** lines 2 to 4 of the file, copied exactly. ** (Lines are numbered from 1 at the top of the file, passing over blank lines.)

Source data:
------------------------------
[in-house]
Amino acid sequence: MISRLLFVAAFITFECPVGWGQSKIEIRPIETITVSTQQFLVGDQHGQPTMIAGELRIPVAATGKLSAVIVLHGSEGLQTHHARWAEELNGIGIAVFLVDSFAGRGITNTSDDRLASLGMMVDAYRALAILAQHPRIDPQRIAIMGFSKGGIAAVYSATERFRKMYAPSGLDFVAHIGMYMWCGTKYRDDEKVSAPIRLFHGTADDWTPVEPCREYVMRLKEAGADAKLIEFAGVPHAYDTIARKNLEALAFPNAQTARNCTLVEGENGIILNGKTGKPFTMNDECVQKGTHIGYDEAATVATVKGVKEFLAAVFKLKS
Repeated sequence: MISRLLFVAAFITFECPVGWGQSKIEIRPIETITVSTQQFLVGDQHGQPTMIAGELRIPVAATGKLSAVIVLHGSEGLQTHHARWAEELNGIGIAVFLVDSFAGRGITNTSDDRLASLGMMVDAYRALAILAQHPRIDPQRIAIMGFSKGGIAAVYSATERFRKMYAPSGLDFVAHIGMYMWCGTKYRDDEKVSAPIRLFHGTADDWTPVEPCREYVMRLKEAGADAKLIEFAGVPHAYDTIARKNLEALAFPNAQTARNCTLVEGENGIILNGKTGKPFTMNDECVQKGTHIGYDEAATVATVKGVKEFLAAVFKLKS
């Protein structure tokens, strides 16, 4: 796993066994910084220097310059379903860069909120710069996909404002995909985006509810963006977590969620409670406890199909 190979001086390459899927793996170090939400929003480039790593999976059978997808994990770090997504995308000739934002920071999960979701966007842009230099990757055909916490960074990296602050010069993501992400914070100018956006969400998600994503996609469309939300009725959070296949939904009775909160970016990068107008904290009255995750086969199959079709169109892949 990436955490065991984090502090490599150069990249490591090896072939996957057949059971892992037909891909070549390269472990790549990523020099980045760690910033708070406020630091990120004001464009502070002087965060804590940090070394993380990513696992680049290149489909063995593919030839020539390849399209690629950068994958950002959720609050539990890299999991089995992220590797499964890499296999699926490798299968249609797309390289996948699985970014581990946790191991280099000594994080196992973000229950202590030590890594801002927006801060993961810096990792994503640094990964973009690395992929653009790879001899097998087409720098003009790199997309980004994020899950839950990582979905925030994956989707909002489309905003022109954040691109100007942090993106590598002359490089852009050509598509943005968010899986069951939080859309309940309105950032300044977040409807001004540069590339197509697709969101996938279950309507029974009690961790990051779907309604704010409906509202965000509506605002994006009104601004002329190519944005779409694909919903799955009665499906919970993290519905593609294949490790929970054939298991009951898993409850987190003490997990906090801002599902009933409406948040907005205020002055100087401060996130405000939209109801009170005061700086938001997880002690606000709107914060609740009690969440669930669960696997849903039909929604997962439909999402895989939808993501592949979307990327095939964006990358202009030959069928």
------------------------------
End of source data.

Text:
Amino acid sequence: MISRLLFVAAFITFECPVGWGQSKIEIRPIETITVSTQQFLVGDQHGQPTMIAGELRIPVAATGKLSAVIVLHGSEGLQTHHARWAEELNGIGIAVFLVDSFAGRGITNTSDDRLASLGMMVDAYRALAILAQHPRIDPQRIAIMGFSKGGIAAVYSATERFRKMYAPSGLDFVAHIGMYMWCGTKYRDDEKVSAPIRLFHGTADDWTPVEPCREYVMRLKEAGADAKLIEFAGVPHAYDTIARKNLEALAFPNAQTARNCTLVEGENGIILNGKTGKPFTMNDECVQKGTHIGYDEAATVATVKGVKEFLAAVFKLKS
Repeated sequence: MISRLLFVAAFITFECPVGWGQSKIEIRPIETITVSTQQFLVGDQHGQPTMIAGELRIPVAATGKLSAVIVLHGSEGLQTHHARWAEELNGIGIAVFLVDSFAGRGITNTSDDRLASLGMMVDAYRALAILAQHPRIDPQRIAIMGFSKGGIAAVYSATERFRKMYAPSGLDFVAHIGMYMWCGTKYRDDEKVSAPIRLFHGTADDWTPVEPCREYVMRLKEAGADAKLIEFAGVPHAYDTIARKNLEALAFPNAQTARNCTLVEGENGIILNGKTGKPFTMNDECVQKGTHIGYDEAATVATVKGVKEFLAAVFKLKS
């Protein structure tokens, strides 16, 4: 796993066994910084220097310059379903860069909120710069996909404002995909985006509810963006977590969620409670406890199909 190979001086390459899927793996170090939400929003480039790593999976059978997808994990770090997504995308000739934002920071999960979701966007842009230099990757055909916490960074990296602050010069993501992400914070100018956006969400998600994503996609469309939300009725959070296949939904009775909160970016990068107008904290009255995750086969199959079709169109892949 990436955490065991984090502090490599150069990249490591090896072939996957057949059971892992037909891909070549390269472990790549990523020099980045760690910033708070406020630091990120004001464009502070002087965060804590940090070394993380990513696992680049290149489909063995593919030839020539390849399209690629950068994958950002959720609050539990890299999991089995992220590797499964890499296999699926490798299968249609797309390289996948699985970014581990946790191991280099000594994080196992973000229950202590030590890594801002927006801060993961810096990792994503640094990964973009690395992929653009790879001899097998087409720098003009790199997309980004994020899950839950990582979905925030994956989707909002489309905003022109954040691109100007942090993106590598002359490089852009050509598509943005968010899986069951939080859309309940309105950032300044977040409807001004540069590339197509697709969101996938279950309507029974009690961790990051779907309604704010409906509202965000509506605002994006009104601004002329190519944005779409694909919903799955009665499906919970993290519905593609294949490790929970054939298991009951898993409850987190003490997990906090801002599902009933409406948040907005205020002055100087401060996130405000939209109801009170005061700086938001997880002690606000709107914060609740009690969440669930669960696997849903039909929604997962439909999402895989939808993501592949979307990327095939964006990358202009030959069928």